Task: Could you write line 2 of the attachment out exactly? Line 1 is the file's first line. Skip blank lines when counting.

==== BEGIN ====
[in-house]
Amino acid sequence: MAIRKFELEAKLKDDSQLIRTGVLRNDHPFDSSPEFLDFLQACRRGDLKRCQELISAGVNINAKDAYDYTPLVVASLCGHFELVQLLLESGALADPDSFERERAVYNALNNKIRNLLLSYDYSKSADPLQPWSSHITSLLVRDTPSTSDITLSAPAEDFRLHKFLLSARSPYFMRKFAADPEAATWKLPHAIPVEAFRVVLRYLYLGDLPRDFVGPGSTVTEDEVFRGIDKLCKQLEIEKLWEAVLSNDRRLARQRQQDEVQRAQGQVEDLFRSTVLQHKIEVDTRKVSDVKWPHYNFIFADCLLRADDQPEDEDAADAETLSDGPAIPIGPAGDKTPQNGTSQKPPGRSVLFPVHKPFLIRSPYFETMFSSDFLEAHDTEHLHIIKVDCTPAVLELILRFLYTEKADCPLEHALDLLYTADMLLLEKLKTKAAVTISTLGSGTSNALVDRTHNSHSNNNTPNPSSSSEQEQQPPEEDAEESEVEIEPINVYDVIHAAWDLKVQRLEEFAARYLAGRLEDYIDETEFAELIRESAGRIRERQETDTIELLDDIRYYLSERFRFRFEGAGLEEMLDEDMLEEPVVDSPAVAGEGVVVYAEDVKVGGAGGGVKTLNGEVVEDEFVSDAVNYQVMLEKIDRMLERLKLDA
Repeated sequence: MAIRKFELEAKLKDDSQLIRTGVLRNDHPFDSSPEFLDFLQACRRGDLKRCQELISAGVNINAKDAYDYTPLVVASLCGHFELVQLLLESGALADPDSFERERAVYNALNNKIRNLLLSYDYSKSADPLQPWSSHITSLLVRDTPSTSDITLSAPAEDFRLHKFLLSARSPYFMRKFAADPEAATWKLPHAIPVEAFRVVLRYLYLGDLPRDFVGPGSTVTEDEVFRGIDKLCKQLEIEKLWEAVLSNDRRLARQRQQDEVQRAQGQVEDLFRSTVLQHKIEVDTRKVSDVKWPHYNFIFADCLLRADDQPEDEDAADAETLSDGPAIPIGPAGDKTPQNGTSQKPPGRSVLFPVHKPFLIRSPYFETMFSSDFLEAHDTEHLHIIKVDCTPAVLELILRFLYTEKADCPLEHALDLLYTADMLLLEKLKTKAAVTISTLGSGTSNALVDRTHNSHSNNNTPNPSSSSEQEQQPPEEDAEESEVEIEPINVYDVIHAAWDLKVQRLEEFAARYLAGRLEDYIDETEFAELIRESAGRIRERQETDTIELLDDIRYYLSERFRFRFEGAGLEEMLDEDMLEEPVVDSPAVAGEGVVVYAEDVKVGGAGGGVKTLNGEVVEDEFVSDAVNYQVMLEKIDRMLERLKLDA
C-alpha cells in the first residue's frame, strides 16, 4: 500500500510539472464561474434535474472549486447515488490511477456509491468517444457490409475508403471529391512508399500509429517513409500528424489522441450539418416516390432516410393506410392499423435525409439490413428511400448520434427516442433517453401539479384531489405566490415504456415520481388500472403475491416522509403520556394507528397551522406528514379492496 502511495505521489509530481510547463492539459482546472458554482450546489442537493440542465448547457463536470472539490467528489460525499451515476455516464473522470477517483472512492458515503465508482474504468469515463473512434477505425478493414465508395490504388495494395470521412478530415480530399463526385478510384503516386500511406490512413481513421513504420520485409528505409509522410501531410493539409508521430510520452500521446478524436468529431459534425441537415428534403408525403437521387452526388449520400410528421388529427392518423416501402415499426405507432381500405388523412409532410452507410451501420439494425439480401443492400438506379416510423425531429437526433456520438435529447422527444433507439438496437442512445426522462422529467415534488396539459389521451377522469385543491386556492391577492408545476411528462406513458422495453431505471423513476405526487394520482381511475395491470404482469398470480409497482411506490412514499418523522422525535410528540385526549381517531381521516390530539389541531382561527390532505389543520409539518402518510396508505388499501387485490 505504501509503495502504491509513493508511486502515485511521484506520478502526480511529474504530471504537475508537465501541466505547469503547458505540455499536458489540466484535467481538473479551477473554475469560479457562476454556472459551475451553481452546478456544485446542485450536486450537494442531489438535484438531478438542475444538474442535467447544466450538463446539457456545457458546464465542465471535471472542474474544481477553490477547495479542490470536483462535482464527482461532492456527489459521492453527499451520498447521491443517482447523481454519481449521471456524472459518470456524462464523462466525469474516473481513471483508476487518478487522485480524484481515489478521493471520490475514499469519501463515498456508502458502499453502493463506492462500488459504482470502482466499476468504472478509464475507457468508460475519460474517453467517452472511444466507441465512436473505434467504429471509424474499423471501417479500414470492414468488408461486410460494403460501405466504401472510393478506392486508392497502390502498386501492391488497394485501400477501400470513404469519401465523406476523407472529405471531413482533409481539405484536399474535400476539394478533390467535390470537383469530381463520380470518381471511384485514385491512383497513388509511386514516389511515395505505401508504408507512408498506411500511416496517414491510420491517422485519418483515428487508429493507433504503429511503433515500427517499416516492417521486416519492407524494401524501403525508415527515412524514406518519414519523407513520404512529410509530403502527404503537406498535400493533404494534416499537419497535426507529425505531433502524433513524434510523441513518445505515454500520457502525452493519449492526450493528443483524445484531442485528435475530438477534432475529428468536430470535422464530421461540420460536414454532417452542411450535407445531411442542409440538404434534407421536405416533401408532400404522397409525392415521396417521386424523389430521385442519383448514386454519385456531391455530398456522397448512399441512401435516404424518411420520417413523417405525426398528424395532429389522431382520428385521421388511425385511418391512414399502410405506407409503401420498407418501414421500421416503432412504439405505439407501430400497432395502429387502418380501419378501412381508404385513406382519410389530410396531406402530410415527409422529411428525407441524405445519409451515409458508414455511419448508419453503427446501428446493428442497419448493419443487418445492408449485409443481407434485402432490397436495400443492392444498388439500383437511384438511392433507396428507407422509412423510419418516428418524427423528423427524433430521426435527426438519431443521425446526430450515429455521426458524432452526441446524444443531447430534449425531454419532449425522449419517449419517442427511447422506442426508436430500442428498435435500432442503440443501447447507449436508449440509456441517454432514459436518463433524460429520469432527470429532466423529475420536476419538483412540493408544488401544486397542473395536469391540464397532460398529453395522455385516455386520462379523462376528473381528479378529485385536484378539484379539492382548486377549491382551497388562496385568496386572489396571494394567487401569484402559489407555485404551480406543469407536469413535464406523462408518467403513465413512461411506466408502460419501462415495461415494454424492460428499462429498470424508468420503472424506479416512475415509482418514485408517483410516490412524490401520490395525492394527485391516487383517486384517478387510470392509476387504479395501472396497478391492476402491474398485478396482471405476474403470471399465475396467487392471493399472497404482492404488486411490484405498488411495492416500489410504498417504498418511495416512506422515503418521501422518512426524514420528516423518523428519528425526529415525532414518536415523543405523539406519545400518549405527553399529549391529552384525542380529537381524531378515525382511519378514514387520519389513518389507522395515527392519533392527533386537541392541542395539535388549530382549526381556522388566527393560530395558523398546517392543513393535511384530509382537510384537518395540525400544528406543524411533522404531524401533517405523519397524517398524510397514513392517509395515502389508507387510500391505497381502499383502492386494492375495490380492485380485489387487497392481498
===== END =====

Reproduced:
Amino acid sequence: MAIRKFELEAKLKDDSQLIRTGVLRNDHPFDSSPEFLDFLQACRRGDLKRCQELISAGVNINAKDAYDYTPLVVASLCGHFELVQLLLESGALADPDSFERERAVYNALNNKIRNLLLSYDYSKSADPLQPWSSHITSLLVRDTPSTSDITLSAPAEDFRLHKFLLSARSPYFMRKFAADPEAATWKLPHAIPVEAFRVVLRYLYLGDLPRDFVGPGSTVTEDEVFRGIDKLCKQLEIEKLWEAVLSNDRRLARQRQQDEVQRAQGQVEDLFRSTVLQHKIEVDTRKVSDVKWPHYNFIFADCLLRADDQPEDEDAADAETLSDGPAIPIGPAGDKTPQNGTSQKPPGRSVLFPVHKPFLIRSPYFETMFSSDFLEAHDTEHLHIIKVDCTPAVLELILRFLYTEKADCPLEHALDLLYTADMLLLEKLKTKAAVTISTLGSGTSNALVDRTHNSHSNNNTPNPSSSSEQEQQPPEEDAEESEVEIEPINVYDVIHAAWDLKVQRLEEFAARYLAGRLEDYIDETEFAELIRESAGRIRERQETDTIELLDDIRYYLSERFRFRFEGAGLEEMLDEDMLEEPVVDSPAVAGEGVVVYAEDVKVGGAGGGVKTLNGEVVEDEFVSDAVNYQVMLEKIDRMLERLKLDA